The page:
Just run the macro with a SW drawing open. If successful, there will be a message like that shown below. Then go to an Excel worksheet, select a cell, and paste (”ctrl-v”).

BOM to Clipboard message window
Message box indicating successful acquisition of BOM.

Developer’s notes

It’s been a while, but I am trying to remember some of the specific challenges of writing this. It took about two hours of fumbling until the error-to-trial ratio dropped below 1.0.

Application writing is often mostly about validation. Checking to see if there is an active document, is it a drawing, does it have a BOM (or more than one). That took most of the time.

There was a hook to getting ahold of the table data. I put the BOM data first into a SldWorks.BomTableAnnotation object, then moved it to a SldWorks.TableAnnotation object which could then be parsed into an array. The final array is then written to a tab-delimited string which pastes so nicely into Excel.

It could have been more elegant, but it “works fine, lasts long time”.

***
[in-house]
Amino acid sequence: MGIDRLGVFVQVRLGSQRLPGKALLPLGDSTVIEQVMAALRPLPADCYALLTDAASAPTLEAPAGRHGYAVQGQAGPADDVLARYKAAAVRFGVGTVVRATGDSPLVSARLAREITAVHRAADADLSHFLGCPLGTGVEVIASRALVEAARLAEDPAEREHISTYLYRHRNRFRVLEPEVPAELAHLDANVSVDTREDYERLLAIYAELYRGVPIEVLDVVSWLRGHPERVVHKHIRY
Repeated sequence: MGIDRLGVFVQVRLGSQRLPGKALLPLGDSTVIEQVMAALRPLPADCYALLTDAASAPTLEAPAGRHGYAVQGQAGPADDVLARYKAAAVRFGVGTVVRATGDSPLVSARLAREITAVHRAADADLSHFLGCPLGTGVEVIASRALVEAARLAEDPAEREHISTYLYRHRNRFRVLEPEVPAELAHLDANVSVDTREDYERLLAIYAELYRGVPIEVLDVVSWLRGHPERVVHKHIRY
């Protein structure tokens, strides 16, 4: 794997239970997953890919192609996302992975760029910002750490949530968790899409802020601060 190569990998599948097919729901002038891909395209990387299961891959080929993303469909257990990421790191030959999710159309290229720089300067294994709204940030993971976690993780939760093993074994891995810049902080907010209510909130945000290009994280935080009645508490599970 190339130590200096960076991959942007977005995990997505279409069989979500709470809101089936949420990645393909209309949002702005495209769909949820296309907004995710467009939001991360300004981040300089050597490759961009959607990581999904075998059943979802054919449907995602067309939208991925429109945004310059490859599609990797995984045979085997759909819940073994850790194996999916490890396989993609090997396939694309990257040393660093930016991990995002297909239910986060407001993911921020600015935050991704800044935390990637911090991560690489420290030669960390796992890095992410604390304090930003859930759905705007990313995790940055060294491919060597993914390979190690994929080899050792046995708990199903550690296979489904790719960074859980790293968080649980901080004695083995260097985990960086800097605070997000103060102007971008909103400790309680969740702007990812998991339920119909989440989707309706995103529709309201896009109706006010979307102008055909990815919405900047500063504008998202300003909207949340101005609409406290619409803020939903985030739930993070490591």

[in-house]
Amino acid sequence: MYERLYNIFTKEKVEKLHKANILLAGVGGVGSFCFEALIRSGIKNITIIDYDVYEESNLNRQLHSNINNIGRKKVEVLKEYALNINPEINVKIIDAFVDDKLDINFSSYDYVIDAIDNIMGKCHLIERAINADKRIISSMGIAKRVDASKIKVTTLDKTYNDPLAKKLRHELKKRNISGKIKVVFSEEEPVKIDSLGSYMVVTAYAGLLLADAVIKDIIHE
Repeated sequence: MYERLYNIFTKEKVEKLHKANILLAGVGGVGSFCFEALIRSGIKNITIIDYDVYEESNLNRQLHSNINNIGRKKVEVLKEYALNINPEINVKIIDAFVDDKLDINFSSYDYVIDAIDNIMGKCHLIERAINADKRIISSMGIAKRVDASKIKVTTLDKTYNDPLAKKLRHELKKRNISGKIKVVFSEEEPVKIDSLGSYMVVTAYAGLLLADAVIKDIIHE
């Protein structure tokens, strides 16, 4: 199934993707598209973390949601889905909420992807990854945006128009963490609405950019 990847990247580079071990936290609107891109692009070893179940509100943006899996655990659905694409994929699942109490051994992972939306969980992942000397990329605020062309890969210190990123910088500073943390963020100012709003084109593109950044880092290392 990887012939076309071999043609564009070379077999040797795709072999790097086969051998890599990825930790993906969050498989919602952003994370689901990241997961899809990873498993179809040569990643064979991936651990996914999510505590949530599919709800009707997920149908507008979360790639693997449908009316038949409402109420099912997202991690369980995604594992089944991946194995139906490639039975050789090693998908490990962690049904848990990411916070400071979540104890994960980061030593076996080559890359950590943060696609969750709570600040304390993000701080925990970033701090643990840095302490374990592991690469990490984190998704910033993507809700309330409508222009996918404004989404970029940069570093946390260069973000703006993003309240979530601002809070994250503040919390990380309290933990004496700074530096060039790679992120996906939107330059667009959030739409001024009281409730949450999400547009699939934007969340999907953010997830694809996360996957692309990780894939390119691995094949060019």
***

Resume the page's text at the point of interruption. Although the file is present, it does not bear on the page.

Thought for the day

Speak softly and carry a big stick. Some folks out there can take a punch much better than they can take an insult.

Ghosts of Configurations Past

Posted in Software by Administrator on the August 20th, 2008

Sometimes I’m more entymologist than engineer. I’m always discovering new bugs.

I’m working with a layout sketch (SW 2007 SP 4) that functions as a schematic for a lift mechanism. There are multiple configurations for different phases of the lift.

There was one dimension for a line length that changed between configurations, with both driven/driving states and length changing at different phases of the lift sequence. Recently, we changed this dimension to be a single driving value for all configurations.